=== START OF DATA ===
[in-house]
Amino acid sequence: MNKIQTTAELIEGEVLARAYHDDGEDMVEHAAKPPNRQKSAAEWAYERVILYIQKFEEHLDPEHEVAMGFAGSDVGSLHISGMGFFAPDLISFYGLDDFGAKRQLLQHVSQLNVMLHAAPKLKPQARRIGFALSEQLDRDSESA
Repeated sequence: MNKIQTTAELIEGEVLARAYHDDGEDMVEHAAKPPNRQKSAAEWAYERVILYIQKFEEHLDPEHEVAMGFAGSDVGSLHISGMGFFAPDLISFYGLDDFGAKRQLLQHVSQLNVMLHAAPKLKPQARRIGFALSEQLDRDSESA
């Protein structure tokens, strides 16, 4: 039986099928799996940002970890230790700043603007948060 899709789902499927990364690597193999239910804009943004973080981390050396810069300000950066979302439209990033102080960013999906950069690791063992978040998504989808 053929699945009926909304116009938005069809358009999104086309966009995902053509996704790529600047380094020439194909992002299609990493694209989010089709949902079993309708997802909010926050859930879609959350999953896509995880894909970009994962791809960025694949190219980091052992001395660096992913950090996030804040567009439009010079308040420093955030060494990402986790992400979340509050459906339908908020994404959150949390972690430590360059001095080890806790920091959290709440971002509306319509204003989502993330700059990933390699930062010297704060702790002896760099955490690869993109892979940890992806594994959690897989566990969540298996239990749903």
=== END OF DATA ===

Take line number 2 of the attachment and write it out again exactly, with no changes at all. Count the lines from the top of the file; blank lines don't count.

Amino acid sequence: MNKIQTTAELIEGEVLARAYHDDGEDMVEHAAKPPNRQKSAAEWAYERVILYIQKFEEHLDPEHEVAMGFAGSDVGSLHISGMGFFAPDLISFYGLDDFGAKRQLLQHVSQLNVMLHAAPKLKPQARRIGFALSEQLDRDSESA